24. ^ a b Chimento A, Sirianni R, Casaburi I, Pezzi V (2014). "Role of estrogen receptors and g protein-coupled estrogen receptor in regulation of hypothalamus-pituitary-testis axis and spermatogenesis". Front Endocrinol (Lausanne). 5: 1. doi:10.3389/fendo.2014.00001. PMC 3893621Freely accessible. PMID 24474947. 
  25. ^ Meyer MR, Amann K, Field AS, Hu C, Hathaway HJ, Kanagy NL, Walker MK, Barton M, Prossnitz ER (February 2012). "Deletion of G protein-coupled estrogen receptor increases endothelial vasoconstriction". Hypertension. 59 (2): 507–12. doi:10.1161/HYPERTENSIONAHA.111.184606. PMC 3266468Freely accessible. PMID 22203741.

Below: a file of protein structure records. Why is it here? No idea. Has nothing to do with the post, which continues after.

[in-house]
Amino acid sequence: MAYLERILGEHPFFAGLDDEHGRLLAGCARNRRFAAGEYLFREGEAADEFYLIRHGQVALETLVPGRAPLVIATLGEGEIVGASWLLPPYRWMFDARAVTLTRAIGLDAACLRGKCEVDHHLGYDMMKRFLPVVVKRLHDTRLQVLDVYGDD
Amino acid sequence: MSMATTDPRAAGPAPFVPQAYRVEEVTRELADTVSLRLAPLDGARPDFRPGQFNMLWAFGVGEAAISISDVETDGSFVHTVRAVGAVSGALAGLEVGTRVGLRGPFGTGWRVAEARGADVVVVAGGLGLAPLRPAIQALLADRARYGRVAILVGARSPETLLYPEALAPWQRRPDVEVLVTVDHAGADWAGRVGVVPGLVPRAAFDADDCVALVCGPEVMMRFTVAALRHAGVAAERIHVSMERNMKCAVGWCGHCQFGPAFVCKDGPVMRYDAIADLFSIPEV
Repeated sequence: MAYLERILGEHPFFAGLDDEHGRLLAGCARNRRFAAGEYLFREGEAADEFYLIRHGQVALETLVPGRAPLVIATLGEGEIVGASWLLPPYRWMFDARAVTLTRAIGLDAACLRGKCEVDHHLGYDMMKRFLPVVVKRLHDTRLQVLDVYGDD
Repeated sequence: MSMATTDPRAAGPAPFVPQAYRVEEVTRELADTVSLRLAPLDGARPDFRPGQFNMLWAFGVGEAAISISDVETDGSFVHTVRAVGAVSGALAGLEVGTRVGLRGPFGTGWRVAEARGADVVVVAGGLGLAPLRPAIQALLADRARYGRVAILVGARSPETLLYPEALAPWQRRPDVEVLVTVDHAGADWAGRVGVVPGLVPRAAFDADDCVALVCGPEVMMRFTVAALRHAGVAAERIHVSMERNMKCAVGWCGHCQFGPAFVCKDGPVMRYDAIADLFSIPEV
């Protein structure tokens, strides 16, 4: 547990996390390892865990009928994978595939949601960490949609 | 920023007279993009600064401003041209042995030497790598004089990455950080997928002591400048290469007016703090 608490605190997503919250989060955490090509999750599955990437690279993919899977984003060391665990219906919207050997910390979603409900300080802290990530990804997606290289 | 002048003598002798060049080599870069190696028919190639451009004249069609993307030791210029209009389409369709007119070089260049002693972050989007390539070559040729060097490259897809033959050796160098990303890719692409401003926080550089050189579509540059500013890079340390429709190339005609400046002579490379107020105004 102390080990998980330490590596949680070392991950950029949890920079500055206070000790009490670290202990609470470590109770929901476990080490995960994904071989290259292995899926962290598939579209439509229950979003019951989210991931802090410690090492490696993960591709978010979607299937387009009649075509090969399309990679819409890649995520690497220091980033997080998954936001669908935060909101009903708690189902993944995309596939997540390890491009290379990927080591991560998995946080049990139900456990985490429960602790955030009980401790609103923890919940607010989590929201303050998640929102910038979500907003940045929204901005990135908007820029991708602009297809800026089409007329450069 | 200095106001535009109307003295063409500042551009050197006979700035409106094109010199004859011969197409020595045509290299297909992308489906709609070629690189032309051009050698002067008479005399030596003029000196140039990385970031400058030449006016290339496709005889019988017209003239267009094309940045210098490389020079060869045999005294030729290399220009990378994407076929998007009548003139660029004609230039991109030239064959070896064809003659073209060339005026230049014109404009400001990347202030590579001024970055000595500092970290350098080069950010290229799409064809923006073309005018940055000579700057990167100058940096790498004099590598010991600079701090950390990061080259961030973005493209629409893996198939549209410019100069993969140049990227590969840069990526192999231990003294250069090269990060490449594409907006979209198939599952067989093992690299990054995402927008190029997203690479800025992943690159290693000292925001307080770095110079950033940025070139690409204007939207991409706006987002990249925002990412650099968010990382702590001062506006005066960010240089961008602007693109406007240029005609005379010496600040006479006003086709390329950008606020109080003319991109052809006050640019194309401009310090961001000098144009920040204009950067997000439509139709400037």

26. ^ Lindsey SH, Chappell MC (December 2011). "Evidence that the G protein-coupled membrane receptor GPR30 contributes to the cardiovascular actions of estrogen". Gender Medicine. 8 (6): 343–54. doi:10.1016/j.genm.2011.10.004. PMC 3240864Freely accessible. PMID 22153880. 
  27. ^ Han G, Li F, Yu X, White RE (May 2013). "GPER: a novel target for non-genomic estrogen action in the cardiovascular system". Pharmacological Research. 71: 53–60. doi:10.1016/j.phrs.2013.02.008. PMID 23466742. 
  28. ^ Meyer MR, Fredette NC, Daniel C, Sharma G, Amann K, Arterburn JB, Barton M, Prossnitz ER (November 2016). "Obligatory role for GPER in cardiovascular aging and disease". Science Signaling. 9 (452): ra105. doi:10.1126/scisignal.aag0240. PMC 5124501Freely accessible. PMID 27803283.